By: Ruth-Anne Seburn

Earlier this week the former Prime Minister of Portugal, Antonio Guterres, was supported by the United Nations Security Council as candidate for the next UN Secretary General. It was an unexpectedly speedy decision and is set to be elected by the General Assembly without opposition and begin his term in 2017.

The news of the next UN Secretary General (SG) may not be met with as much enthusiasm and fan fare as the announcement of the next President of the United States or even the introduction of Justin Trudeau’s cabinet ministers. For myself and many other international relations nerds, however, this announcement means something much more significant than the latest figurehead. The selection process for the SG has been historically criticized for being conducted behind closed doors, with few opinions being taken into consideration, and with no space or time for candidates to be tested on their capability. And of course, for 71 years, this position has always been filled by a man.

But finally, things were going to be different. Civil society rallied and pushed for an open and inclusive process, and for women to be first and foremost considered for such a public leadership position. All of this occurring in parallel with the first woman in history to win presidential nomination and stand a chance at becoming the first female President of the United States. Finally, it seemed, women would lead.

Arguably, the SG is just a title. A political figurehead with no tangible power who shows up at fancy halls in New York City for photo ops, to make vague and repetitive speeches and remind world leaders to place nice with one another. But for generations of women who rarely see themselves represented in visible positions of power, it is so much more.

Recently, the Canadian Prime Minister Justin Trudeau made history when he appointed an equal number of men and women to cabinet. Although largely met with praise, the rebuttal to this move was the classic argument against affirmative action. Don’t choose someone for their gender or race! Choose the best person for the job! During the lead up to the U.S. Election, critics of Hillary Clinton attacked her supporters for only supporting her because she is a woman. How could you vote based on anything else but real ‘merit’?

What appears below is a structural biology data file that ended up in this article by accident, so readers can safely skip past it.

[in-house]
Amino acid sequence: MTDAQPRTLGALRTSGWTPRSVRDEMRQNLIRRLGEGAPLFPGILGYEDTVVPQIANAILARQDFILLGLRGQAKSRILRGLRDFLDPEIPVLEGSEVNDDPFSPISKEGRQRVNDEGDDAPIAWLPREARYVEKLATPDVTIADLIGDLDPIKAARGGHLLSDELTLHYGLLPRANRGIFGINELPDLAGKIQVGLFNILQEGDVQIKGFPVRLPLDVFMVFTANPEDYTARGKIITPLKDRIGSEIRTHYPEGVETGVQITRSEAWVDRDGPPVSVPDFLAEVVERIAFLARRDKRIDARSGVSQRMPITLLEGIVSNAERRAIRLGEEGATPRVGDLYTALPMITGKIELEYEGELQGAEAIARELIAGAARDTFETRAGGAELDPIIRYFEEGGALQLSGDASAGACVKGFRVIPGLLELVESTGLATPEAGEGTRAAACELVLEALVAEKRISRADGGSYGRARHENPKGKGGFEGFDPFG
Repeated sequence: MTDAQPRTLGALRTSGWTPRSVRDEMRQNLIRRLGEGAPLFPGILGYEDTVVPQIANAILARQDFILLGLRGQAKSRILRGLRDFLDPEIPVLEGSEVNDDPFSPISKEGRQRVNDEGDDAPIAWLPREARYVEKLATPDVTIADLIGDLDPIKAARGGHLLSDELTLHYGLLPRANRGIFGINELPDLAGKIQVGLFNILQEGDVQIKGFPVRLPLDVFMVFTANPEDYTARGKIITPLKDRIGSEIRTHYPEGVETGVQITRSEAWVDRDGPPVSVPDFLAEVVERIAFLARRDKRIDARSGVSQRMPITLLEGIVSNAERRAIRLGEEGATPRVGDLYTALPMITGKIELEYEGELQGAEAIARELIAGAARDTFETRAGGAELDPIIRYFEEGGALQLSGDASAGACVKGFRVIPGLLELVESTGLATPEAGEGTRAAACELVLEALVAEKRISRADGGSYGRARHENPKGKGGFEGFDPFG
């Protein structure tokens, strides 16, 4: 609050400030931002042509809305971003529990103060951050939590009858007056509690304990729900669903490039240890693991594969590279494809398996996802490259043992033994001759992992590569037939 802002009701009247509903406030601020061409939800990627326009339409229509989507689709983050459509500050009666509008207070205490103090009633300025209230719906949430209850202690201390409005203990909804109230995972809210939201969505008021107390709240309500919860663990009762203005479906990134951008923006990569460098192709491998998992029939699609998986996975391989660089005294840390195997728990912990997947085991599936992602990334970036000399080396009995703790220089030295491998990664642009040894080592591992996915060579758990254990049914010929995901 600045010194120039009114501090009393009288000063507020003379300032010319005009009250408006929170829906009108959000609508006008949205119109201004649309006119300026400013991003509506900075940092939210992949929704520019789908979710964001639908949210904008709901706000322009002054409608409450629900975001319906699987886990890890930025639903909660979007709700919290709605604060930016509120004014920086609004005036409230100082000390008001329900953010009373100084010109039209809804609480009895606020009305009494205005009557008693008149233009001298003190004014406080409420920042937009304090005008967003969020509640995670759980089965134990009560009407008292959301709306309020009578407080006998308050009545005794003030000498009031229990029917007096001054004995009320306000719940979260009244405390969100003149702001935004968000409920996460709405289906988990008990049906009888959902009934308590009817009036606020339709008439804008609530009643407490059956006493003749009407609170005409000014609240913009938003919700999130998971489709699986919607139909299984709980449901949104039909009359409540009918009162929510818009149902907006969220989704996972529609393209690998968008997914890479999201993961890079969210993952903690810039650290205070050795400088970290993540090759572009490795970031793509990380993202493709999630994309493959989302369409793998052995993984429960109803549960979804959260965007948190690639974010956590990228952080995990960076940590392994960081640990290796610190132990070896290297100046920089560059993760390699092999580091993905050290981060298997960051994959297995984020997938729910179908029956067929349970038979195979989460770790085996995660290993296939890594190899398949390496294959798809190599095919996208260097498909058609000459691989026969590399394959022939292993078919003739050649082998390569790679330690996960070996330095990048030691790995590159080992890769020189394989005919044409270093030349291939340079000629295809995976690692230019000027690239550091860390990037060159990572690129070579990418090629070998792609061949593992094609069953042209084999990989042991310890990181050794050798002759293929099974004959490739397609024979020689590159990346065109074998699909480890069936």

And here is where the myth of our meritocracy persists. Sorry to disappoint, but I’ve been around enough successful people in positions of power and influence to know that there never is only one person for the job. There are about 10, usually closer to 50 people waiting in line behind you ready and competent to do your job. This crazy idea that there is only one person on the planet earth suited and capable for a job, even a prestigious, competitive, high powered one, is a delusion we fool ourselves into believing to validate everyone’s position in society. Several people can do your job. The same way several people can be President or Secretary General or Cabinet Ministers.

When a white straight man is chosen to do a job which has never been filled by a woman or visible minority, especially when under pressure to choose a diverse candidate, they are not saying that this man is the best for the job. They are saying there is no woman or minority that can match that man in this job. This is just plain false.

In no way do I doubt Mr Guterres’ capability for the position of SG. The same way I do not doubt the suitability of Ms. Irena Bokova, the Director-General of UNESCO, or Ms. Helen Clark the Administrator of the United Nations Development Programme, or Ms. Susan Malcorra, the Foreign Minister of Argentina, all of whom threw their names in the ring for the position. The point is they all could have had successful terms as United Nations Secretary General. But a woman as the world’s most powerful diplomat could have done so much more for the young girls watching, wondering if the world will ever be ready to let a woman lead.

Ruth-Anne Seburn is a proud Winnipegger who graduated with an honours degree in International Development Studies and Politics from the University of Winnipeg. She has worked for the Mennonite Central Committee New York Office, The Food and Agricultural Organization of the United Nations, and is currently working in Colombo, Sri Lanka with the World University Service of Canada.